(La Doña Photo by Stef Sandoval)
Music has often been at the forefront of driving conversations that expand our understanding of the human experience. It can lead to greater awareness and connection and even enact change. As a reflection of the times, and a way to embrace and celebrate one's truest self, music’s ability to reach others in powerful authentic ways is unmatched. We had the privilege of hearing from vocalist and songwriter Zsela, indie pop prodigy Hana Vu and hip-hop/reggaeton artist La Doña about how music has given them the ability to freely express themselves, why representation and inclusion is so critical to community and what progress they’d still like to see.
What first motivated you to make music?
Zsela: I was motivated by my surroundings as a kid. I grew up in a very musical home that supported my itch to make music. Though I will say, the real motivation came when I found that support system within myself.
Hana Vu: When I was growing up, I always projected so much of myself into the music I would listen to, so making my own music seemed to be the natural progression of things. Fortunately, because of the technology at the time, it seemed very accessible to me. I had the voice memo app and a guitar. What else could you need? I think the ability to create a piece of music that can be shared or just for yourself to listen to, and created out of nothing, was the most exciting thing to me.
La Doña: The first thing that motivated me to make music was being in a very musical household and seeing my family share so much joy and connection through playing music. At first, I really didn’t want to, because I was being stubborn. But then, I came to see that music was going to be one of the most powerful and intimate ways that I could share space and connection with other people, so I soon got onboard. Another thing that helped me begin with my own project was the need to process different types of trauma and experiences in ways that felt healing to me.
What gear or musical tools really unlocked something creatively for you?
Zsela: When I was on tour recently, my friend Kelly let me use her Shure KSM9 mic. I hadn’t used anything other than a Shure SM58 live, but this was a big game changer for me—thank you, Kelly! I think it’s really exciting when you find tools and equipment that better support your voice or style of what you’re trying to do. I don’t know if it’s the perfect mic for me, but it’s been fun to play around with it live.
Hana Vu: Throughout my adolescence making music, I never really had access to actual gear that would change the way a guitar sounded, synths that could make crazy sounds or drums by any means. For most of my life, having a very bare setup pushed me to be more creative with how I used DAWs. The widespread options of sounds I can have in plug-ins like Arturia or GuitarRig let me push the limits of what sounds I can make.
La Doña: There’ve been a few things. One is my small acoustic guitar that fits me really well. It’s a Taylor nylon string, and I feel like I’m able to use it to try out a lot of different types of new ideas. Also, my Scarlett 18i20 interface and different mics that I use for recording have really helped me get down everything that comes to mind as quickly as possible, in ways that wouldn’t be as accessible to me if I were having to wait to go into another studio.
Pictured: Zsela (Credit: Emily Rosser)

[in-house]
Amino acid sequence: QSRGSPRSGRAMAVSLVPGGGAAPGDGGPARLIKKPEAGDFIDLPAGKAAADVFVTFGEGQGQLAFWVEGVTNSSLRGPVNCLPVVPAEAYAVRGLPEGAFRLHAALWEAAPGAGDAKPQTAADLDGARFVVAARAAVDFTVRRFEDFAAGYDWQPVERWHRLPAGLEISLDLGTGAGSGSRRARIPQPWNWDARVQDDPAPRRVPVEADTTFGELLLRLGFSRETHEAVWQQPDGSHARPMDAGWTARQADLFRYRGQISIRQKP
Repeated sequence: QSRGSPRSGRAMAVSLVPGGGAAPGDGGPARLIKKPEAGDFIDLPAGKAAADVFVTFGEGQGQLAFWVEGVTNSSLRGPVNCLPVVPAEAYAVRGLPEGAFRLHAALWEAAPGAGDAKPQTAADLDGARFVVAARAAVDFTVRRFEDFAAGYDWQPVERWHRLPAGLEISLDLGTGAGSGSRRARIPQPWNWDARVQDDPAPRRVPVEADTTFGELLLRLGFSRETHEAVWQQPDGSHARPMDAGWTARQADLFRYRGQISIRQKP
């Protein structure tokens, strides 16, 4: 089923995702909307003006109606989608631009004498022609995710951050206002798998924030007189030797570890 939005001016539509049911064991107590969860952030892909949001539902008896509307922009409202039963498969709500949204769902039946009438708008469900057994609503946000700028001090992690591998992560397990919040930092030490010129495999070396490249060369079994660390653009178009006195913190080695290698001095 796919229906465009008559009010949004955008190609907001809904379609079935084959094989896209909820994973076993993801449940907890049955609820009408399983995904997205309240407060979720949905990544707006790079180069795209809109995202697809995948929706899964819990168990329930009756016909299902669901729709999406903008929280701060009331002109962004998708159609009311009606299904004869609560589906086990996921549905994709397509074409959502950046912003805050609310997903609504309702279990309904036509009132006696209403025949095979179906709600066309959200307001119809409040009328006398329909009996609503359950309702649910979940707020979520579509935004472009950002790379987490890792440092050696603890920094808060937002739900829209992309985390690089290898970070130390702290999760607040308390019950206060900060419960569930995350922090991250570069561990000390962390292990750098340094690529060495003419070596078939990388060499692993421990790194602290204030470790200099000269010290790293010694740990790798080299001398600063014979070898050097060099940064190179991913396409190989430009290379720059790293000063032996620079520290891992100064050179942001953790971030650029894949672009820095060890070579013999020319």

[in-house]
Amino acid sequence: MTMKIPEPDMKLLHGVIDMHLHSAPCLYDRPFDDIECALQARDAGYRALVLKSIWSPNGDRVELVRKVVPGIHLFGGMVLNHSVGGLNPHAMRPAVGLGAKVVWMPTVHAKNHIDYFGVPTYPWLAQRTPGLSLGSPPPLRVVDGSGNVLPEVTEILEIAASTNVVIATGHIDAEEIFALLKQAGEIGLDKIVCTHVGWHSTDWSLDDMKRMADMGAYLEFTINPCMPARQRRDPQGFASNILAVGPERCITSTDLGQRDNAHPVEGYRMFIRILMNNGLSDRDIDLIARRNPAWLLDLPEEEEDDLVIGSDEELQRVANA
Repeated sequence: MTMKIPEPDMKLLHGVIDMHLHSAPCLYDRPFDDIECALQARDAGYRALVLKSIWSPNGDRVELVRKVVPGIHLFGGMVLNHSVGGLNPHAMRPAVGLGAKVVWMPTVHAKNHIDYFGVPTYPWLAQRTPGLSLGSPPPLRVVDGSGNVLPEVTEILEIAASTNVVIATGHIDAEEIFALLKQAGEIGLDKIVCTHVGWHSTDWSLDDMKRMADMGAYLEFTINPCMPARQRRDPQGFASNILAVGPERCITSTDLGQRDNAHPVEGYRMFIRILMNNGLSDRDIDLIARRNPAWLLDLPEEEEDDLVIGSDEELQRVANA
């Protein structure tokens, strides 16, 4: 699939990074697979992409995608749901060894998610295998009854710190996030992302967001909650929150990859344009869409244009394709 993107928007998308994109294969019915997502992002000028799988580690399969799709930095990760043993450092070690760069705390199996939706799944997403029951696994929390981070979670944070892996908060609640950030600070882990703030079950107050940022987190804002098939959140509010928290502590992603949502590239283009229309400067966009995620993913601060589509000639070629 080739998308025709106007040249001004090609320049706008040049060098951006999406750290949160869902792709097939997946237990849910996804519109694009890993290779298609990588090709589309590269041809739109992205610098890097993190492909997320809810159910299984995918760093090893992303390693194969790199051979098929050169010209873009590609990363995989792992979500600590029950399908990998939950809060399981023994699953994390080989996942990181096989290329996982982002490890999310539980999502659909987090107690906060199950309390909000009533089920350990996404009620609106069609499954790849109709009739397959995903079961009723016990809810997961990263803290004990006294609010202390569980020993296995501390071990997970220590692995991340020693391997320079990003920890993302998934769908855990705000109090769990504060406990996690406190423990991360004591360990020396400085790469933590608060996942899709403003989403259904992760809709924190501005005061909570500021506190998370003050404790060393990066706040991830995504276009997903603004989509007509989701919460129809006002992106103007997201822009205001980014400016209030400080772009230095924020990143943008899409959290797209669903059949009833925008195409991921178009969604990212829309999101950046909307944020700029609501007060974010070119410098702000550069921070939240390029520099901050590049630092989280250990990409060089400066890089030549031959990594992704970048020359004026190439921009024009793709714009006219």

The stage is a place of honesty and vulnerability. Can you speak to its power—either in your own experience as a performer or being moved by other great artists sharing their authentic voice?
Zsela: Being such a shy kid, I never thought that the stage/performing live would become one of my favorite things. I love being able to connect, communicate and share space with people in this way. It feels like the biggest gift and, coming out of the past couple years, I’m reminded of how powerful it is.
Hana Vu: I believe that any great music is created through vulnerability and truth. I think people can tell when art is not authentic to its artist, whether it be overt or not. The music I am interested in offers an honest perspective. The music I am interested in making does not hold back the ugliness of the human experience. To me, that's what it's all about, and that keeps me interested in music.
La Doña: The stage is a very powerful place to me, and, having grown up on the stage, I didn’t think that it would mean much to take larger stages as La Doña, but it certainly has. Because when I started performing, I would completely blackout. From the minute I started singing to the minute I walked offstage, I would have no memory or recollection of my performance at all. But since then, I’ve become way more grounded and way more intentional about being in my body and being in that space as I’m interacting with the crowd. Something that really helps me is focusing on members of the crowd and focusing on my musicians … even focusing on what the sound or the lighting people are doing. It’s a whole play, and it’s very important for me to be present. Hair on my arms stands up when I hit certain notes during a performance or when I see the audience react, and I love to include members of the audience in my performance. Ask them to sing along with me, to dance along with me. So, for me, the stage is a way for me not only to connect with people who already enjoy my music, but to make new fans and connect with people who haven’t heard the music before, and also to radicalize my audience. I always talk about different social and political issues that I’m thinking about and that are coming to a head, and the times that I’m performing in. I think that aspect of the stage is also powerful and important. The artists have a duty to take advantage of that platform to promote their ideologies and their systems of belief.